Parque Alameda features a large gazebo surrounded by a "moat" they call "El Lago Cultural de la Alameda Juan Sarabia." As you can see it is empty now, but seems to be a spot for teenagers to hang out.
Parque Alameda features a gazebo surrounded by a “moat” they call “El Lago Cultural de la Alameda Juan Sarabia.” As you can see it is empty now, but seems to be a spot for teenagers to hang out.
There are a few fountains, each different in construction.
There are a few fountains and statues with many benches. I was surprised at how many people were there, since it rained off and on. While the rain was a hassle, it did cool things down.

Observations on San Luis Potosi

I've let my stomach settle a little before I tried any street food. This is my first--a taco truck near my school. The owner and operator was friendly and dealt well with my minimal Mexican vocabulary. His other patrons were kind and we resorted to Google Translate to communicate.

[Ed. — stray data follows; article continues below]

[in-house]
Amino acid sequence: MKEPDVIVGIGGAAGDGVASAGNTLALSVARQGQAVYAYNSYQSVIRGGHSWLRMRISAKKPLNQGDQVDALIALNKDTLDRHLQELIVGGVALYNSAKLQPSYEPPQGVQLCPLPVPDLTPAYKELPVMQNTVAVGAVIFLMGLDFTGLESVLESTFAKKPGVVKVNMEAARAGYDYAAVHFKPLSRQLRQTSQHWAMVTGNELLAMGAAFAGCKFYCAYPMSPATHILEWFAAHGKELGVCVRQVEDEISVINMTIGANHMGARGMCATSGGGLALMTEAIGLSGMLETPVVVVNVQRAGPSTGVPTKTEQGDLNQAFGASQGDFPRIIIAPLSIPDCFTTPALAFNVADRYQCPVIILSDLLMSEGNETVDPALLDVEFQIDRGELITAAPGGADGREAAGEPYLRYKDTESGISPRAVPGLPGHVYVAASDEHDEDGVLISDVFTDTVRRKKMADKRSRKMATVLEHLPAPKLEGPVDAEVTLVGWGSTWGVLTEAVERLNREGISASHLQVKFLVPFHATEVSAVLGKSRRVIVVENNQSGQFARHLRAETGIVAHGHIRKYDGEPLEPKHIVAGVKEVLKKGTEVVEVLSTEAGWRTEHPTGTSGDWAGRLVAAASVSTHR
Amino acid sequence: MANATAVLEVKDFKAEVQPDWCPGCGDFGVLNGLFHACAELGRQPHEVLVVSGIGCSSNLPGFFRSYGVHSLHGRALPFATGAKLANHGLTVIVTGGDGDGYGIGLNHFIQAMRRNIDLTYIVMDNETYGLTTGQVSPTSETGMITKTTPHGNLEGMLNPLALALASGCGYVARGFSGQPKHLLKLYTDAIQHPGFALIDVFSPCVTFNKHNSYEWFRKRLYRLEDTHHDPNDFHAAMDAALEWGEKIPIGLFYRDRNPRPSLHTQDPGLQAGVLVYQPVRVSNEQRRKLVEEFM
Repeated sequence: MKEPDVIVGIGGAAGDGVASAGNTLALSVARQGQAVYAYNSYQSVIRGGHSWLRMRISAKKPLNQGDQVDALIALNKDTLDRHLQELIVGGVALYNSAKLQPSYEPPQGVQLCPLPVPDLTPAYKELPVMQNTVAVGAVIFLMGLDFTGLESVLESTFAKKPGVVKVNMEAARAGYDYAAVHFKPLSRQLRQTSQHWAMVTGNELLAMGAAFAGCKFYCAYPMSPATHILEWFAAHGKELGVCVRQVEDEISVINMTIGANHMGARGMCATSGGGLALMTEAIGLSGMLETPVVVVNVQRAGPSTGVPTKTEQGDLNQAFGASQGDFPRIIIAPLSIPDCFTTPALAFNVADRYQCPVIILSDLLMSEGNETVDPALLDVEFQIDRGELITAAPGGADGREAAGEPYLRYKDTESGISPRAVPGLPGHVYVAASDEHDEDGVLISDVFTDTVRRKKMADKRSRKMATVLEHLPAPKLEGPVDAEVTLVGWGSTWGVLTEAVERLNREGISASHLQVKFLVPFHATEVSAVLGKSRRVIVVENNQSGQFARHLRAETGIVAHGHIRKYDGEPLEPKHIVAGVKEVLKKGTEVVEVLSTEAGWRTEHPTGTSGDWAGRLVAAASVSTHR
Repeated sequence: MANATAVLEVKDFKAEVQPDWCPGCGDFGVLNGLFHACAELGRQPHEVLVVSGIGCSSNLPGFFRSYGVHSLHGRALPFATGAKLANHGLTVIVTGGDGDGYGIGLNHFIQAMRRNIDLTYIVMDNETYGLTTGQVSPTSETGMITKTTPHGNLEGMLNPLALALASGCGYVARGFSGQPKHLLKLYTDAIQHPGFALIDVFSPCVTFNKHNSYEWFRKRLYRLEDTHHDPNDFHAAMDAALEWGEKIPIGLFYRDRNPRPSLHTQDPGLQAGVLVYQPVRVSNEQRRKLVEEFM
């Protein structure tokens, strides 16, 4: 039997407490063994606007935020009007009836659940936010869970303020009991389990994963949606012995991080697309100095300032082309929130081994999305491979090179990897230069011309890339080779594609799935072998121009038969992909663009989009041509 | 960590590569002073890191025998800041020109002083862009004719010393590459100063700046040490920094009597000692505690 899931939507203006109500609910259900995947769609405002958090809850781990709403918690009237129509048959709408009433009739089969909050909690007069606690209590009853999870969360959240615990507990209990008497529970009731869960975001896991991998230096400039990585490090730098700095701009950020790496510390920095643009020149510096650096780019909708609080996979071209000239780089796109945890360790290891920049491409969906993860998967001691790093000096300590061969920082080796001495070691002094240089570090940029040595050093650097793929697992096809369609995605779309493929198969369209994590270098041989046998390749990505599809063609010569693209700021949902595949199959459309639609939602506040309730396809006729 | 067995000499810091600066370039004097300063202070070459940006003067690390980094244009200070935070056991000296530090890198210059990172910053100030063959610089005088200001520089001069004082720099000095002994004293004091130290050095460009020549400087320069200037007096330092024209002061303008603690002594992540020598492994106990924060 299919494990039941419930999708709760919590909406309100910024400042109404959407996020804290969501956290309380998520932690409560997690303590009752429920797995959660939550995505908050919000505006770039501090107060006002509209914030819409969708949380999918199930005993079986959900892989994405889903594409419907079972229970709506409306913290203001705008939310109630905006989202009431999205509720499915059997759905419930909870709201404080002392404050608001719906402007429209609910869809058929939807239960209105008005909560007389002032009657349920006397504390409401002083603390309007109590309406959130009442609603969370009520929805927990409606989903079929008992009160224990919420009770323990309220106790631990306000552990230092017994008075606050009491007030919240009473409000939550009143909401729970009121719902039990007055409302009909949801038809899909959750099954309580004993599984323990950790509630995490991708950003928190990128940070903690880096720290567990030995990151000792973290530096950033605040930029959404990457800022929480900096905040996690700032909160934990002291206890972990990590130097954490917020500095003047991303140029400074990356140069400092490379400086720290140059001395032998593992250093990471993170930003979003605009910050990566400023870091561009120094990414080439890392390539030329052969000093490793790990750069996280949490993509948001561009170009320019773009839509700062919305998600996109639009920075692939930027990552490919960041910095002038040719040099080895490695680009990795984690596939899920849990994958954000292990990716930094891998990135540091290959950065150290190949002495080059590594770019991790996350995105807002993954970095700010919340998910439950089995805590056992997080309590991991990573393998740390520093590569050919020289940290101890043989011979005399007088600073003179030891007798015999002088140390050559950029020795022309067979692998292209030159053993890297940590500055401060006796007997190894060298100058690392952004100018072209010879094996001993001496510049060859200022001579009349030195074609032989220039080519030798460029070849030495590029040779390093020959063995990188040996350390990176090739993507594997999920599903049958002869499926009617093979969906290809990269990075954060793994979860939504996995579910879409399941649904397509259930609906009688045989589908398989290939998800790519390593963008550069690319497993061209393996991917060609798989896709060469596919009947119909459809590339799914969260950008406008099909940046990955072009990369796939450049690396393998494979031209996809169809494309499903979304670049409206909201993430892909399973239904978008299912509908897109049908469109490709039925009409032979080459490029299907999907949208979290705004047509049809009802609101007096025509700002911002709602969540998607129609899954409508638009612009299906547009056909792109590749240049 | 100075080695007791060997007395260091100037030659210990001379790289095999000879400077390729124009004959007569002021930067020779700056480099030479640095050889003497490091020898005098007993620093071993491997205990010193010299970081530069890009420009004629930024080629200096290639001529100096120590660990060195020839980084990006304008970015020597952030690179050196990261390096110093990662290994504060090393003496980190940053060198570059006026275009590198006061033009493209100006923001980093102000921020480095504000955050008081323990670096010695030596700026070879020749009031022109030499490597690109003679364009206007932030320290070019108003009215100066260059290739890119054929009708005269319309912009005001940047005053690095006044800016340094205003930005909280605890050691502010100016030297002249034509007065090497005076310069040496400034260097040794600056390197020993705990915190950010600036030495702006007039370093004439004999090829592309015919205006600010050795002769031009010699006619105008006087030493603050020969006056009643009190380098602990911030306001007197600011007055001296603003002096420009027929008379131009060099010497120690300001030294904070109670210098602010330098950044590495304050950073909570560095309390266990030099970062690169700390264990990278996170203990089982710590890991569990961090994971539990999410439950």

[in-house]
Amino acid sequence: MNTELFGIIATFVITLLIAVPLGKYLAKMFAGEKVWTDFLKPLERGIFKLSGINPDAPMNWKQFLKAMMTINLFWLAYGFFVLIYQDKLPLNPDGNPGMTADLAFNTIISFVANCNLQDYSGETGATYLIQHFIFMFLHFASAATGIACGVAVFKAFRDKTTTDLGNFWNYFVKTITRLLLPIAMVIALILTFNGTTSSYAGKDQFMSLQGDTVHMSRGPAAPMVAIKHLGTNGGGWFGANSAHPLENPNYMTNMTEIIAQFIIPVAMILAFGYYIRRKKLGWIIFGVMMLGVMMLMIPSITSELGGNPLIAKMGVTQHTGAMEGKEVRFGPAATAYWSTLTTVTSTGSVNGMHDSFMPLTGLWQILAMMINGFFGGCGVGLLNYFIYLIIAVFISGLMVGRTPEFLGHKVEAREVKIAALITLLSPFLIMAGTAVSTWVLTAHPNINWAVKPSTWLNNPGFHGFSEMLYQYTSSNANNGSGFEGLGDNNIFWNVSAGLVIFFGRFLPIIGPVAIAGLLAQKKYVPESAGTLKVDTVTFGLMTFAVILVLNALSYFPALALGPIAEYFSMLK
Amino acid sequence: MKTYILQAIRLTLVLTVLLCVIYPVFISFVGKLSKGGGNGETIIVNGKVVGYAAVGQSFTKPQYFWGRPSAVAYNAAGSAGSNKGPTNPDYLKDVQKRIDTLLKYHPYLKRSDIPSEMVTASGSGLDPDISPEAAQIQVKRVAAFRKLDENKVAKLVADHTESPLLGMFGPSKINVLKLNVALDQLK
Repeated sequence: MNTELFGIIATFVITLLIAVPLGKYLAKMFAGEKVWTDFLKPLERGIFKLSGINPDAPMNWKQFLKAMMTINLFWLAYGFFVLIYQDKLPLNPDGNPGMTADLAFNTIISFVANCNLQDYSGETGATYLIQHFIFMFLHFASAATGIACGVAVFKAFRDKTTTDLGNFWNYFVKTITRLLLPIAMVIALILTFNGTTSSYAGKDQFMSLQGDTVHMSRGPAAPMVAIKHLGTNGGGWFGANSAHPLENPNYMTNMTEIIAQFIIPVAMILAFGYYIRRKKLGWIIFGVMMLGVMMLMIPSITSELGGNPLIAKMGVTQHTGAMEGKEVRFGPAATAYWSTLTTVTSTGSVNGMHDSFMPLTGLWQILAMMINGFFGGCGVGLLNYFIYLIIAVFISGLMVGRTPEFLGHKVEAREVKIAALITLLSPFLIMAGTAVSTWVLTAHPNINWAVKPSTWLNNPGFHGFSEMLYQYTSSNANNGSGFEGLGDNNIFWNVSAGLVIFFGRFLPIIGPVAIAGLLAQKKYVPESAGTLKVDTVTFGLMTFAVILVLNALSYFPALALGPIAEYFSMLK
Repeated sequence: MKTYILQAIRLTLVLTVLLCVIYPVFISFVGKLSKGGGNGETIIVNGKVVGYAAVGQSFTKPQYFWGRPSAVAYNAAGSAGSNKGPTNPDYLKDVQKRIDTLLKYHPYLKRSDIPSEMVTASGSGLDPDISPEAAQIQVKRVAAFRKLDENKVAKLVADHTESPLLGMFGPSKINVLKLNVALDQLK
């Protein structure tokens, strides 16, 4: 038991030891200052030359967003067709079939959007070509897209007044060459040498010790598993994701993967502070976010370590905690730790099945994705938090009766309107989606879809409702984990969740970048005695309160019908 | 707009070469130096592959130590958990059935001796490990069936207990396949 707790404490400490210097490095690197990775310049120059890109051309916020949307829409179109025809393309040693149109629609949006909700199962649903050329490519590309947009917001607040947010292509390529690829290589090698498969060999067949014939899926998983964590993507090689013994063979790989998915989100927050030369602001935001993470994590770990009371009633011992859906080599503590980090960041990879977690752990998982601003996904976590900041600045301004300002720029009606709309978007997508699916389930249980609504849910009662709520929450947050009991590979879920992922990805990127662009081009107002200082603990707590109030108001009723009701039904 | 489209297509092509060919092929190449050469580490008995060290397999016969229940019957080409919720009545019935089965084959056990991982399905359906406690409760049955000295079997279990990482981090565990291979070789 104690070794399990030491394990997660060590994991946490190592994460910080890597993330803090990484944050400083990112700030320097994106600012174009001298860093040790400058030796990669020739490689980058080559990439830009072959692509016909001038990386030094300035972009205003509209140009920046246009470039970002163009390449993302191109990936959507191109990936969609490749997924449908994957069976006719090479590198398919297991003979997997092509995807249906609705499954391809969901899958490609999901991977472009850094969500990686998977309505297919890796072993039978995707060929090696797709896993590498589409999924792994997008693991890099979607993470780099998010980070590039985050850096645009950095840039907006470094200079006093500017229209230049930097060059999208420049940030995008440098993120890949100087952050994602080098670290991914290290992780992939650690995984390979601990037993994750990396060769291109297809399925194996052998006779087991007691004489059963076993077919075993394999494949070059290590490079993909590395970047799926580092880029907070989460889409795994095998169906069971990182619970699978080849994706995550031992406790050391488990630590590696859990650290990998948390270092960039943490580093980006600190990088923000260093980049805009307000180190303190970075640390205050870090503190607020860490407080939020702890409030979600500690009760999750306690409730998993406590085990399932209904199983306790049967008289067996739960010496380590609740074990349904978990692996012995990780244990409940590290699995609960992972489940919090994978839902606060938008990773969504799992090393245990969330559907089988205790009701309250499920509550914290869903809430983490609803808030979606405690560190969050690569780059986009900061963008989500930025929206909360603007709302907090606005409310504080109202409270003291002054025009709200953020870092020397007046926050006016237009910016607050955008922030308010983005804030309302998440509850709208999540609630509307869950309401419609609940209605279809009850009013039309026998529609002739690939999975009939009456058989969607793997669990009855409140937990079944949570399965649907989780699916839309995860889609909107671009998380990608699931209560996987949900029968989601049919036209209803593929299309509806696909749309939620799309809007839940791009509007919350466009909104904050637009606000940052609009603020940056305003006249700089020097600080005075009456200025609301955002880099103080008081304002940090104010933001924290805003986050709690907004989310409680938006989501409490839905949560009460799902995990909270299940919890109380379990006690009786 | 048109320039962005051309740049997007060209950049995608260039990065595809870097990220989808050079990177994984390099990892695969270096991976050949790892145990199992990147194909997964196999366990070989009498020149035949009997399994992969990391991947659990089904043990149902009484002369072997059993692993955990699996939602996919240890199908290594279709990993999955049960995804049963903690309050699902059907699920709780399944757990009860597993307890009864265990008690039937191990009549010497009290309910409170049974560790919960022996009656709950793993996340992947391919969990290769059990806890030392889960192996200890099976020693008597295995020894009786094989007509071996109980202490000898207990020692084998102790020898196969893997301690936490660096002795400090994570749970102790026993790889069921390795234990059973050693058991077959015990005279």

I’ve let my stomach settle a little before I tried any street food. This is my first–a taco truck near my school. The owner and operator was friendly and dealt well with my minimal Mexican vocabulary. His other patrons were kind and we resorted to Google Translate to communicate.
....and here is the al pastor, or Shepard's taco. It's a very simple combination of roast pork on two grilled corn tortillas. The most important thing about al pastor is the Adobo marinade. Heaven. Add a squeeze of lime and a bit of salsa (wow, was that spicy) and you're done. My three tacos and a bottled iced tea was 38 Pesos, about $2US.